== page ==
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Let $(X,\mu)$ be a standard probability space and let $T:X \to X$ be a measure-class preserving transformation such that there is no $T$-invariant measure absolutely continuous with respect to $\mu$. (Such transformations are called type $\mathrm{III}$.) For $1 \leq p < \infty$ let $U_{T,p}$ be the isometry of $L^p(X,\mu)$ given by \begin{equation} (U_{T,p} \cdot f)(x) = \left(\frac{\mathrm{d}T^{-1}\mu}{\mathrm{d}\mu}(x) \right)^{1/p} f(T^{-1}x). \end{equation} A nonzero function $f \in L^1(X,\mu)$ is invariant under $U_{T,1}$ if and only if $\frac{|f|}{||f||_1}$ is the density of a $T$-invariant measure, so by assumption such functions do not exist. My question is whether it is possible that there is a nonzero function $f \in L^2(X,\mu)$ which is invariant under the Koopman operator $U_{T,2}$.

I think this is interesting because if such functions do not exist if and only if the averages \begin{equation} \frac{1}{n} \sum_{k=0}^{n-1} U_{T,2}^k \end{equation} always converge to zero in the strong operator topology.

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No, because if $f$ is invariant under $U_{T,2}$ then $|f|^2$ is invariant under $U_{T,1}$.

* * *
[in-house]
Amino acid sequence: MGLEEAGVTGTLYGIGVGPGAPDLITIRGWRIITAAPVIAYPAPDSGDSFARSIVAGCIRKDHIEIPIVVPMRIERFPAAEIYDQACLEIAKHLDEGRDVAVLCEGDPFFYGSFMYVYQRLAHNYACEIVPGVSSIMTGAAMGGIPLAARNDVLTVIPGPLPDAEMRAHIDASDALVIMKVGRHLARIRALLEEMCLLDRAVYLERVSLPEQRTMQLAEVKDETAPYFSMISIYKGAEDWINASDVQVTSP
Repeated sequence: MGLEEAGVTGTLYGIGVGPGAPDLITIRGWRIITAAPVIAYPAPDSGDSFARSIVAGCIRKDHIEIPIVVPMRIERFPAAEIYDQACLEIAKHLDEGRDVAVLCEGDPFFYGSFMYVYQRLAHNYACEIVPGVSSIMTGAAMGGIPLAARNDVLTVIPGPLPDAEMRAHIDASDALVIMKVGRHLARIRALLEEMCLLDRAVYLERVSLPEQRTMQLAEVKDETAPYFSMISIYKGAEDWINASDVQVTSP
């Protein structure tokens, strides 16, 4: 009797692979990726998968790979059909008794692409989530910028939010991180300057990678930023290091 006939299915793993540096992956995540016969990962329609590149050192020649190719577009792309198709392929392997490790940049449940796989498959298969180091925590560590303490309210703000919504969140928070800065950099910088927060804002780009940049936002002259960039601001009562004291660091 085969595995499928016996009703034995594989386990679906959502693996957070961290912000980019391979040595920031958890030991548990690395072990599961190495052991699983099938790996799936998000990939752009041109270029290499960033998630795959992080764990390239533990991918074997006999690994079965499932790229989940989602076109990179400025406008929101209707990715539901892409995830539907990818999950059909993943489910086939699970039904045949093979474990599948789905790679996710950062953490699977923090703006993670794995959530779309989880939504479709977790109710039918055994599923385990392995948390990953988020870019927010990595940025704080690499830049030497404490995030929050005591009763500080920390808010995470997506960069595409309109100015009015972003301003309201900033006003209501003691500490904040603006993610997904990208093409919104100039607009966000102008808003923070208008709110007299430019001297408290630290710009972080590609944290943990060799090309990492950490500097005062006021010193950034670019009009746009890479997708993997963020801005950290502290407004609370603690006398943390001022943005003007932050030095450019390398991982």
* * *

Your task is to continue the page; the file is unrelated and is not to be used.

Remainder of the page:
More generally the Mazur map $f \in L^p(X,\mu) \mapsto sgn(f) |f|^{p/q} \in L^q(X,\mu)$ is a homeomorphism intertwining the Koopman operators $U_{T,p}$ and $U_{T,q}$, so most properties of the Koopman operators do not depend on $p$.

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A first remark is that in your argument for $U_{T,1}$, you used the fact that $U_{T,1}$ is the dual operator of the Koopman operator. This is true when $T$ is invertible, but the formula in the noninvertible case is different.

Secondly, I tried to write a comment to your comment on Mikael's answer but couldn't. Expanding on his answer, if $U_{T,2}f=f$ then $\overline{U_{T,2}f}=U_{T,2}\bar{f}=\bar{f}$ and thus $$U_{T,1}\left(|f|^2\right)=\left|U_{T,2}f\right|^2=|f|^2.$$ Therefore $|f|^2$ is a density of a $T$ invariant probability measure.

Lastly, in the case of type $\rm{III}$, a (slightly) different approach can be done using the fact $T$ is type $\rm{III}$ if and only if $\frac{d\mu\circ T}{d\mu}$ is not a coboundary in $L_0(X,\mathcal{B},\mu)$. First, expand the definition of $U_{T,1}$ to all functions in $L_0$. As $T$ is type $\mathrm{III}$, there is no $f:X\to \mathbb{R}\setminus\{0\}$ which satisfies $$\frac{d\mu\circ T^{-1}}{d\mu}(x)f\circ T^{-1}(x)=f(x).$$From here it is obvious.

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